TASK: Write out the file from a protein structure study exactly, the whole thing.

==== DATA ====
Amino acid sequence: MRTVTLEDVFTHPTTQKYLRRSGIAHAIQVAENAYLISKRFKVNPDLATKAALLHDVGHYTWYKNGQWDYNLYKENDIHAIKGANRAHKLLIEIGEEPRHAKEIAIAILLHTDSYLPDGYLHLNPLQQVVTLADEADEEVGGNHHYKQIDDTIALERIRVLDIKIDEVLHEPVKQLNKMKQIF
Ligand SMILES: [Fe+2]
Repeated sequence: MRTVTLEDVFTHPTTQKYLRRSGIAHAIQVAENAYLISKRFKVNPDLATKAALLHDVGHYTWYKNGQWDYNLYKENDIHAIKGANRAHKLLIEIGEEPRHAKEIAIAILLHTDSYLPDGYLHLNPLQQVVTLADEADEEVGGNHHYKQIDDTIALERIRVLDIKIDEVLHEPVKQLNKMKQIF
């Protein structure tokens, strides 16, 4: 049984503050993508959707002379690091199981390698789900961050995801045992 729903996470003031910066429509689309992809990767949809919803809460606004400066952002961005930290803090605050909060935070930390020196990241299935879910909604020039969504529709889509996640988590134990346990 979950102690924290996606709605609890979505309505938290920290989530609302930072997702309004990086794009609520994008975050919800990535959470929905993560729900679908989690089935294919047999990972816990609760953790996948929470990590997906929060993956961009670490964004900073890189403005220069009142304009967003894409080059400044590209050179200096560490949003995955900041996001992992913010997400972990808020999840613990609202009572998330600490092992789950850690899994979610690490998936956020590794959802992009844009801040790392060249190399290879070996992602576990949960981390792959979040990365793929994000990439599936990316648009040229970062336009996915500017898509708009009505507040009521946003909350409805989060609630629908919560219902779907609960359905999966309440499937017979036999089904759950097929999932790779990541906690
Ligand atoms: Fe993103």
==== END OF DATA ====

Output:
Amino acid sequence: MRTVTLEDVFTHPTTQKYLRRSGIAHAIQVAENAYLISKRFKVNPDLATKAALLHDVGHYTWYKNGQWDYNLYKENDIHAIKGANRAHKLLIEIGEEPRHAKEIAIAILLHTDSYLPDGYLHLNPLQQVVTLADEADEEVGGNHHYKQIDDTIALERIRVLDIKIDEVLHEPVKQLNKMKQIF
Ligand SMILES: [Fe+2]
Repeated sequence: MRTVTLEDVFTHPTTQKYLRRSGIAHAIQVAENAYLISKRFKVNPDLATKAALLHDVGHYTWYKNGQWDYNLYKENDIHAIKGANRAHKLLIEIGEEPRHAKEIAIAILLHTDSYLPDGYLHLNPLQQVVTLADEADEEVGGNHHYKQIDDTIALERIRVLDIKIDEVLHEPVKQLNKMKQIF
């Protein structure tokens, strides 16, 4: 049984503050993508959707002379690091199981390698789900961050995801045992 729903996470003031910066429509689309992809990767949809919803809460606004400066952002961005930290803090605050909060935070930390020196990241299935879910909604020039969504529709889509996640988590134990346990 979950102690924290996606709605609890979505309505938290920290989530609302930072997702309004990086794009609520994008975050919800990535959470929905993560729900679908989690089935294919047999990972816990609760953790996948929470990590997906929060993956961009670490964004900073890189403005220069009142304009967003894409080059400044590209050179200096560490949003995955900041996001992992913010997400972990808020999840613990609202009572998330600490092992789950850690899994979610690490998936956020590794959802992009844009801040790392060249190399290879070996992602576990949960981390792959979040990365793929994000990439599936990316648009040229970062336009996915500017898509708009009505507040009521946003909350409805989060609630629908919560219902779907609960359905999966309440499937017979036999089904759950097929999932790779990541906690
Ligand atoms: Fe993103």